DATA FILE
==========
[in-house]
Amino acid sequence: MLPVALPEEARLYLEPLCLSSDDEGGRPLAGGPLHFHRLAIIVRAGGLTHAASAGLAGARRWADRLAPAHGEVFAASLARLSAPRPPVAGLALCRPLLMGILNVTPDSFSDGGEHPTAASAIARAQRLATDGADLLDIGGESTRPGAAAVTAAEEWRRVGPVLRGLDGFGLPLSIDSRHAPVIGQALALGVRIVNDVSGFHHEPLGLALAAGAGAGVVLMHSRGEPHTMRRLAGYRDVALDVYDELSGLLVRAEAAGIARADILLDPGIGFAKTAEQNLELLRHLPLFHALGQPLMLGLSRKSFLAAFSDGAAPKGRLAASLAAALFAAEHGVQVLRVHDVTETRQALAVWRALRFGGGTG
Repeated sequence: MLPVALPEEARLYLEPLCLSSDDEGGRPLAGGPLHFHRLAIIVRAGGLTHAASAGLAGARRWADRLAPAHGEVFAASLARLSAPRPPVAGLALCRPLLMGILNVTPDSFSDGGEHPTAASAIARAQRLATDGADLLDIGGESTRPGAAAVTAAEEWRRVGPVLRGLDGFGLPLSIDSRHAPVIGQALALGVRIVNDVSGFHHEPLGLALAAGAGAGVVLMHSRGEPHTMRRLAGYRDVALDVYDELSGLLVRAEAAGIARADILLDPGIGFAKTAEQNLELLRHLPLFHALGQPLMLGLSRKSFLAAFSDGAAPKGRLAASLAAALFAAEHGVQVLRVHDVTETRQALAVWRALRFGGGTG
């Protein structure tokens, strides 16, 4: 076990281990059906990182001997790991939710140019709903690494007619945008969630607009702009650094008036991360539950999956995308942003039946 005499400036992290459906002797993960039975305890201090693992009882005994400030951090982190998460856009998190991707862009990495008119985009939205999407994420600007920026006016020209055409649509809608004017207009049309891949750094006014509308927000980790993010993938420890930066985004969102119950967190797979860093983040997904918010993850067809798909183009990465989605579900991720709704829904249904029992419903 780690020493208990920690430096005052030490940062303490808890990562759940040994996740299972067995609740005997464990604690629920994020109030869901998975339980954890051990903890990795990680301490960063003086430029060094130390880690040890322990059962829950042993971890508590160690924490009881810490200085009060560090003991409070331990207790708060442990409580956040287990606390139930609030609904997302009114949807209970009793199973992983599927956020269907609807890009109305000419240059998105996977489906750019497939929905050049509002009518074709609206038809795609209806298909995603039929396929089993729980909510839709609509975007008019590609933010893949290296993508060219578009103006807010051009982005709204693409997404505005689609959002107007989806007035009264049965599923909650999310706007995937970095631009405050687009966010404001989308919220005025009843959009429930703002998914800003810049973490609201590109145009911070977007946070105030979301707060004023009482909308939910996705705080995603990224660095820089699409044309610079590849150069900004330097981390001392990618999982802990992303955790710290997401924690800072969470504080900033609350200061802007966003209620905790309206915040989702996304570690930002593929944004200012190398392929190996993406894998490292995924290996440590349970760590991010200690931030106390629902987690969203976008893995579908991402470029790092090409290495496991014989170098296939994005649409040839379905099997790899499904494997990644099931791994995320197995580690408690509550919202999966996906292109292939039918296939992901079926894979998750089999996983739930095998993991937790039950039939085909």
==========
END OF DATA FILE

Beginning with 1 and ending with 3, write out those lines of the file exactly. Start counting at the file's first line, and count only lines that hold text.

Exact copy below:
[in-house]
Amino acid sequence: MLPVALPEEARLYLEPLCLSSDDEGGRPLAGGPLHFHRLAIIVRAGGLTHAASAGLAGARRWADRLAPAHGEVFAASLARLSAPRPPVAGLALCRPLLMGILNVTPDSFSDGGEHPTAASAIARAQRLATDGADLLDIGGESTRPGAAAVTAAEEWRRVGPVLRGLDGFGLPLSIDSRHAPVIGQALALGVRIVNDVSGFHHEPLGLALAAGAGAGVVLMHSRGEPHTMRRLAGYRDVALDVYDELSGLLVRAEAAGIARADILLDPGIGFAKTAEQNLELLRHLPLFHALGQPLMLGLSRKSFLAAFSDGAAPKGRLAASLAAALFAAEHGVQVLRVHDVTETRQALAVWRALRFGGGTG
Repeated sequence: MLPVALPEEARLYLEPLCLSSDDEGGRPLAGGPLHFHRLAIIVRAGGLTHAASAGLAGARRWADRLAPAHGEVFAASLARLSAPRPPVAGLALCRPLLMGILNVTPDSFSDGGEHPTAASAIARAQRLATDGADLLDIGGESTRPGAAAVTAAEEWRRVGPVLRGLDGFGLPLSIDSRHAPVIGQALALGVRIVNDVSGFHHEPLGLALAAGAGAGVVLMHSRGEPHTMRRLAGYRDVALDVYDELSGLLVRAEAAGIARADILLDPGIGFAKTAEQNLELLRHLPLFHALGQPLMLGLSRKSFLAAFSDGAAPKGRLAASLAAALFAAEHGVQVLRVHDVTETRQALAVWRALRFGGGTG